The following local adverse reactions are reported infrequently when topical corticosteroids are used as recommended. These reactions are listed in an approximately decreasing order of occurrence: burning, itching, irritation, dryness, folliculitis, hypertrichosis, acneiform eruptions, hypopigmentation, perioral dermatitis, allergic contact dermatitis, maceration of the skin, secondary infection, skin atrophy, striae, and miliaria. Systemic absorption of topical corticosteroids has produced reversible HPA axis suppression, manifestations of Cushing syndrome, hyperglycemia, and glucosuria in some patients. In rare instances, treatment (or withdrawal of treatment) of psoriasis with corticosteroids is thought to have exacerbated the disease or provoked the pustular form of the disease, so careful patient supervision is recommended.
It is important to use the correct amount of topical steroid for your eczema, as instructed by your healthcare professional. Topical steroids should be applied with clean hands so that the skin just glistens. It can sometimes be difficult to judge how much steroid to use and there are guidelines on the amount required to cover body areas that are affected by eczema. These are based on the Finger Tip Unit (FTU), and explained in detail in our fact sheet which you can download as a pdf from the related documents to the right of this page.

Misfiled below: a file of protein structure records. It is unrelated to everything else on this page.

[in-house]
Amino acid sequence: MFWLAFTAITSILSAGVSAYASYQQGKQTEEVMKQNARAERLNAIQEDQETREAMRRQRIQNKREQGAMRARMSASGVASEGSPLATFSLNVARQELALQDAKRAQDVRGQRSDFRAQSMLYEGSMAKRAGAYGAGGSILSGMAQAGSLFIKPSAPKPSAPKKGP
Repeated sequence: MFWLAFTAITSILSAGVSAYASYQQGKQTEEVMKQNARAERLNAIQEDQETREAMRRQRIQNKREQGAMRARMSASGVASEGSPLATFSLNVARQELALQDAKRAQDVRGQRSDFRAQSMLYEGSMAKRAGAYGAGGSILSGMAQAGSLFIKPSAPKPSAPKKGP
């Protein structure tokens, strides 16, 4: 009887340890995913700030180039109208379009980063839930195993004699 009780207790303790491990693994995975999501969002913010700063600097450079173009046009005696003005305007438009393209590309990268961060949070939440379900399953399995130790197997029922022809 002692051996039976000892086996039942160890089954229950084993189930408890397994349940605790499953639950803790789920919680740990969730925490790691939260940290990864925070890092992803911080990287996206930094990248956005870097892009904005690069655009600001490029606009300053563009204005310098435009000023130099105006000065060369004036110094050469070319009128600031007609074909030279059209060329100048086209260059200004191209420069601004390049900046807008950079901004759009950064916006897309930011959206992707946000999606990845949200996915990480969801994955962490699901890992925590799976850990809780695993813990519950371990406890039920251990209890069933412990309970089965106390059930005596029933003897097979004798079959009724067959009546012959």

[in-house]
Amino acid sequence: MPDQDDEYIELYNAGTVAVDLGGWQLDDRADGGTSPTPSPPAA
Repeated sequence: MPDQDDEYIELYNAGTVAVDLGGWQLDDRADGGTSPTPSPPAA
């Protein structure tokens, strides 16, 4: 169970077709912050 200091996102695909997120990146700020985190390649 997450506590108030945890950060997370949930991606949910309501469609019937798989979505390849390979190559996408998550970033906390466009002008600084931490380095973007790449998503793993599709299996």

Pharmacokinetic studies in men with Topicort® (desoximetasone) Ointment % with tagged desoximetasone showed no detectable level (limit of sensitivity: μg/mL) in 1 subject and and μg/mL in the remaining 2 subjects in the blood when it was applied topically on the back followed by occlusion for 24 hours. The extent of absorption for the ointment was 7% based on radioactivity recovered from urine and feces . Seven days after application, no further radioactivity was detected in urine or feces. Studies with other similarly structured steroids have shown that predominant metabolite reaction occurs through conjugation to form the glucuronide and sulfate ester.